A fresh spate of layoffs with more "catastrophic cuts" ahead confirms that Univision's biased business model has brought about its own, painfully self-inflicted undoing.
Here's how Veronica Villafañe described Univision's implosion for Forbes magazine:
Univision's empire seems to be crumbling. The huge aspirations of an IPO, fueled by an expensive and failed joint-venture with ABC, the $135 million acquisition of the Gawker digital sites and another $27.1 million for a 40.5% controlling stake in The Onion have come crashing down.
What appeared to be a forward-thinking strategy to embrace and grow digital to reach a multicultural millennial audience hasn't worked. At least, not fast enough.
Over the past few years, Univision made a series of moves intended to solidify its position in the marketplace and make the network more palatable for an Initial Public Offering (IPO). The first was to diversify its portfolio through the acquisition of what was left of Gawker Media after Hulk Hogan sued them into oblivion - a hedge against a rapid increase in the percentage of English-dominant Hispanic households.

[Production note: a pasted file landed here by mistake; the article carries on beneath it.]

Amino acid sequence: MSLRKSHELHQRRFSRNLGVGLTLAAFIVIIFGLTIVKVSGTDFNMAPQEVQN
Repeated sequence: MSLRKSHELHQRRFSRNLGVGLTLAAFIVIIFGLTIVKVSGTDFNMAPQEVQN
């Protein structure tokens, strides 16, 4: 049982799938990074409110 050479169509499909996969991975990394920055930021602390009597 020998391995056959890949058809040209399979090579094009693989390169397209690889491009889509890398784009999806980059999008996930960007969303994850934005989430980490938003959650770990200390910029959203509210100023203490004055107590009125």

The second move was to leverage the network’s platforms in support of Hillary Clinton in the 2016 presidential election. The purpose of that move was to secure regulatory relief for Univision, both through immigration reform and an FCC rule change that would allow Mexican media giant Televisa to acquire an increased ownership stake in the network.
Univision got its rule change in the final days of the Obama administration, however, nothing else has worked out in the network’s favor. Multiple rounds of firings have neither alleviated Univision’s structural problems nor made the network any more attractive to potential investors.
Instead of addressing its content problems, Univision appears poised to blow it all up: first by hiring an outside consultant to recommend changes, and by floating the idea of selling its digital portfolio including, amazingly, Fusion.
Univision’s fundamental problem is its content, which fewer people want to see - whether it is a news division interested only in scrutinizing Republicans, a digital imprint dedicated exclusively to liberal Millenials, or its staggering $300 million per year content deal with Televisa that hangs like a millstone around the network’s neck.
Univision won’t recover until it addresses both its biased content, and the person in charge of its content, both of which have been dragging the network down. Unfortunately, if Univision’s past behavior is any future indicator, we should expect to hear news of Isaac Lee’s promotion to CEO any minute now.